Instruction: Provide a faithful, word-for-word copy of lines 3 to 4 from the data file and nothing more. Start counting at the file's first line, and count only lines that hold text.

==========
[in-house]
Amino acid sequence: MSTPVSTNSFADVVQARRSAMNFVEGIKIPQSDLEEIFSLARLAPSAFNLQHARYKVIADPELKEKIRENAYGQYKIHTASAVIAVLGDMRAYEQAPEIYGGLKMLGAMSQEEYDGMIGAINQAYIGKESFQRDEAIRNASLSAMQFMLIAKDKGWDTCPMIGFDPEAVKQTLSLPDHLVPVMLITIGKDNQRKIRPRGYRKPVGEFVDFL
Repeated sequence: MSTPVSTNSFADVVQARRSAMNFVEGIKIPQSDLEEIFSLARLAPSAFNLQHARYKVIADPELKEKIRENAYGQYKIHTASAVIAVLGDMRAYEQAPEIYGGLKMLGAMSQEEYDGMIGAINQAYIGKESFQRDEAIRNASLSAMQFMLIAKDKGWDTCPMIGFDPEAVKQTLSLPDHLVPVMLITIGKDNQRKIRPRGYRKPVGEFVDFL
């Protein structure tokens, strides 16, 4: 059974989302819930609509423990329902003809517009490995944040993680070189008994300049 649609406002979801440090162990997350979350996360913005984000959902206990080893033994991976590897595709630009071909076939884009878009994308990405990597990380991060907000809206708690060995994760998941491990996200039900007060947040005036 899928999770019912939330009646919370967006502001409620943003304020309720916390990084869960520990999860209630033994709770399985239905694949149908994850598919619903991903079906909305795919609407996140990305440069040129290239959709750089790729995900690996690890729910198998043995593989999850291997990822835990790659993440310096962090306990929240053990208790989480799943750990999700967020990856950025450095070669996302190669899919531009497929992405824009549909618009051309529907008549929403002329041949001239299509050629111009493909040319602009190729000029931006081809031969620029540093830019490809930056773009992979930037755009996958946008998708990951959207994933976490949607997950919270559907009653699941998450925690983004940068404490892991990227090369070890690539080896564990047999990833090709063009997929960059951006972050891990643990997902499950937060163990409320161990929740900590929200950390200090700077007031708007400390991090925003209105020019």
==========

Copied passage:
Repeated sequence: MSTPVSTNSFADVVQARRSAMNFVEGIKIPQSDLEEIFSLARLAPSAFNLQHARYKVIADPELKEKIRENAYGQYKIHTASAVIAVLGDMRAYEQAPEIYGGLKMLGAMSQEEYDGMIGAINQAYIGKESFQRDEAIRNASLSAMQFMLIAKDKGWDTCPMIGFDPEAVKQTLSLPDHLVPVMLITIGKDNQRKIRPRGYRKPVGEFVDFL
């Protein structure tokens, strides 16, 4: 059974989302819930609509423990329902003809517009490995944040993680070189008994300049 649609406002979801440090162990997350979350996360913005984000959902206990080893033994991976590897595709630009071909076939884009878009994308990405990597990380991060907000809206708690060995994760998941491990996200039900007060947040005036 899928999770019912939330009646919370967006502001409620943003304020309720916390990084869960520990999860209630033994709770399985239905694949149908994850598919619903991903079906909305795919609407996140990305440069040129290239959709750089790729995900690996690890729910198998043995593989999850291997990822835990790659993440310096962090306990929240053990208790989480799943750990999700967020990856950025450095070669996302190669899919531009497929992405824009549909618009051309529907008549929403002329041949001239299509050629111009493909040319602009190729000029931006081809031969620029540093830019490809930056773009992979930037755009996958946008998708990951959207994933976490949607997950919270559907009653699941998450925690983004940068404490892991990227090369070890690539080896564990047999990833090709063009997929960059951006972050891990643990997902499950937060163990409320161990929740900590929200950390200090700077007031708007400390991090925003209105020019």